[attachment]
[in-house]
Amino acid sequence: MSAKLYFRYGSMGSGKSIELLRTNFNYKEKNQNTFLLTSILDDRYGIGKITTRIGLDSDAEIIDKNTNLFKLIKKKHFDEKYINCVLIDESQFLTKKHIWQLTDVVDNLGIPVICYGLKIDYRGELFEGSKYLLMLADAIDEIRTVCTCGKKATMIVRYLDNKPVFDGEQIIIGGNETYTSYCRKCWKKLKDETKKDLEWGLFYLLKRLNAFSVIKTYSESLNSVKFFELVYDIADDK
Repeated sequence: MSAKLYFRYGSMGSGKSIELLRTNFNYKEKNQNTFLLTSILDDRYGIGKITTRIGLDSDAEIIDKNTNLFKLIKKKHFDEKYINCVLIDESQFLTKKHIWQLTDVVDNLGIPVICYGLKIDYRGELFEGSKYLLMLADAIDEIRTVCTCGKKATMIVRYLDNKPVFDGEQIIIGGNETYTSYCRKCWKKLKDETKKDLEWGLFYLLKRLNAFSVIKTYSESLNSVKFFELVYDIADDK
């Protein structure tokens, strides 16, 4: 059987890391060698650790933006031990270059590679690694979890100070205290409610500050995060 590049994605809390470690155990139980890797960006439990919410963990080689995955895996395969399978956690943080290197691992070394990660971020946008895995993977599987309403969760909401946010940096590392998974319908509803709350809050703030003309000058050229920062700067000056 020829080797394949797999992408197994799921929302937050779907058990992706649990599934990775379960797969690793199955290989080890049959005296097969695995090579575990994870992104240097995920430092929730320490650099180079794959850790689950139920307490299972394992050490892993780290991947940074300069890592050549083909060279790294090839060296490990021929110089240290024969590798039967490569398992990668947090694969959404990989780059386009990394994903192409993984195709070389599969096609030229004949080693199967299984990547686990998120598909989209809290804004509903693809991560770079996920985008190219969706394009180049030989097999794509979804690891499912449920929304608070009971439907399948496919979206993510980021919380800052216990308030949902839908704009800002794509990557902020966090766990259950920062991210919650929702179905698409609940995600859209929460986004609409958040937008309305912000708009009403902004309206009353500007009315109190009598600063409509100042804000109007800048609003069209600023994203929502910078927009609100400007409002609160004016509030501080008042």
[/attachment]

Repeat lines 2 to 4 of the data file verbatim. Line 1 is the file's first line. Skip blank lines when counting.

Amino acid sequence: MSAKLYFRYGSMGSGKSIELLRTNFNYKEKNQNTFLLTSILDDRYGIGKITTRIGLDSDAEIIDKNTNLFKLIKKKHFDEKYINCVLIDESQFLTKKHIWQLTDVVDNLGIPVICYGLKIDYRGELFEGSKYLLMLADAIDEIRTVCTCGKKATMIVRYLDNKPVFDGEQIIIGGNETYTSYCRKCWKKLKDETKKDLEWGLFYLLKRLNAFSVIKTYSESLNSVKFFELVYDIADDK
Repeated sequence: MSAKLYFRYGSMGSGKSIELLRTNFNYKEKNQNTFLLTSILDDRYGIGKITTRIGLDSDAEIIDKNTNLFKLIKKKHFDEKYINCVLIDESQFLTKKHIWQLTDVVDNLGIPVICYGLKIDYRGELFEGSKYLLMLADAIDEIRTVCTCGKKATMIVRYLDNKPVFDGEQIIIGGNETYTSYCRKCWKKLKDETKKDLEWGLFYLLKRLNAFSVIKTYSESLNSVKFFELVYDIADDK
């Protein structure tokens, strides 16, 4: 059987890391060698650790933006031990270059590679690694979890100070205290409610500050995060 590049994605809390470690155990139980890797960006439990919410963990080689995955895996395969399978956690943080290197691992070394990660971020946008895995993977599987309403969760909401946010940096590392998974319908509803709350809050703030003309000058050229920062700067000056 020829080797394949797999992408197994799921929302937050779907058990992706649990599934990775379960797969690793199955290989080890049959005296097969695995090579575990994870992104240097995920430092929730320490650099180079794959850790689950139920307490299972394992050490892993780290991947940074300069890592050549083909060279790294090839060296490990021929110089240290024969590798039967490569398992990668947090694969959404990989780059386009990394994903192409993984195709070389599969096609030229004949080693199967299984990547686990998120598909989209809290804004509903693809991560770079996920985008190219969706394009180049030989097999794509979804690891499912449920929304608070009971439907399948496919979206993510980021919380800052216990308030949902839908704009800002794509990557902020966090766990259950920062991210919650929702179905698409609940995600859209929460986004609409958040937008309305912000708009009403902004309206009353500007009315109190009598600063409509100042804000109007800048609003069209600023994203929502910078927009609100400007409002609160004016509030501080008042």